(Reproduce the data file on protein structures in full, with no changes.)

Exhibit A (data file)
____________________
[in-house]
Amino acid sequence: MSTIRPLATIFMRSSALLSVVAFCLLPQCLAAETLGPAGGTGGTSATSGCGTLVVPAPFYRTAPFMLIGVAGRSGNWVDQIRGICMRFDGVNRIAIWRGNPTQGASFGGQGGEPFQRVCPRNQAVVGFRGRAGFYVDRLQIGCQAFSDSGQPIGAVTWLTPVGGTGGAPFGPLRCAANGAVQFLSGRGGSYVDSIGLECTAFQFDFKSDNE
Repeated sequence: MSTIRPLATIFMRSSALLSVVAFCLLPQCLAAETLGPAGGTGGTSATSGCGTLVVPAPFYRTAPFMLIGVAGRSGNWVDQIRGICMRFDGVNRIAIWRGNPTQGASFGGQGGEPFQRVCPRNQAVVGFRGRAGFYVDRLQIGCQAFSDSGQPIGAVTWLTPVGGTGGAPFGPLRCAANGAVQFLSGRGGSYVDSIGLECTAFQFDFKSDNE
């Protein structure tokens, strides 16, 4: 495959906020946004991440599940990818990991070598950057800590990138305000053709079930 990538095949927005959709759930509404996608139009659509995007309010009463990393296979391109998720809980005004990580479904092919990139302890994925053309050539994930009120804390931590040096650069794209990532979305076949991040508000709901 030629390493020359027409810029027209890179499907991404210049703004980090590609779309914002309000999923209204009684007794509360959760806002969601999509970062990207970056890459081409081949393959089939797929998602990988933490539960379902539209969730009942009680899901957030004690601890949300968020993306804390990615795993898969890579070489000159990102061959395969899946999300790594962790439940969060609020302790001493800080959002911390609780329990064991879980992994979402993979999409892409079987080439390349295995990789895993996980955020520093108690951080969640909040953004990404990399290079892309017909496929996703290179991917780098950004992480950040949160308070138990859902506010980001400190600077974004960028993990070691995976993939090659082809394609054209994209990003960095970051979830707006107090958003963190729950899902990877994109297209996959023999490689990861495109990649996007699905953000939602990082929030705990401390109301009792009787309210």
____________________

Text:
[in-house]
Amino acid sequence: MSTIRPLATIFMRSSALLSVVAFCLLPQCLAAETLGPAGGTGGTSATSGCGTLVVPAPFYRTAPFMLIGVAGRSGNWVDQIRGICMRFDGVNRIAIWRGNPTQGASFGGQGGEPFQRVCPRNQAVVGFRGRAGFYVDRLQIGCQAFSDSGQPIGAVTWLTPVGGTGGAPFGPLRCAANGAVQFLSGRGGSYVDSIGLECTAFQFDFKSDNE
Repeated sequence: MSTIRPLATIFMRSSALLSVVAFCLLPQCLAAETLGPAGGTGGTSATSGCGTLVVPAPFYRTAPFMLIGVAGRSGNWVDQIRGICMRFDGVNRIAIWRGNPTQGASFGGQGGEPFQRVCPRNQAVVGFRGRAGFYVDRLQIGCQAFSDSGQPIGAVTWLTPVGGTGGAPFGPLRCAANGAVQFLSGRGGSYVDSIGLECTAFQFDFKSDNE
């Protein structure tokens, strides 16, 4: 495959906020946004991440599940990818990991070598950057800590990138305000053709079930 990538095949927005959709759930509404996608139009659509995007309010009463990393296979391109998720809980005004990580479904092919990139302890994925053309050539994930009120804390931590040096650069794209990532979305076949991040508000709901 030629390493020359027409810029027209890179499907991404210049703004980090590609779309914002309000999923209204009684007794509360959760806002969601999509970062990207970056890459081409081949393959089939797929998602990988933490539960379902539209969730009942009680899901957030004690601890949300968020993306804390990615795993898969890579070489000159990102061959395969899946999300790594962790439940969060609020302790001493800080959002911390609780329990064991879980992994979402993979999409892409079987080439390349295995990789895993996980955020520093108690951080969640909040953004990404990399290079892309017909496929996703290179991917780098950004992480950040949160308070138990859902506010980001400190600077974004960028993990070691995976993939090659082809394609054209994209990003960095970051979830707006107090958003963190729950899902990877994109297209996959023999490689990861495109990649996007699905953000939602990082929030705990401390109301009792009787309210």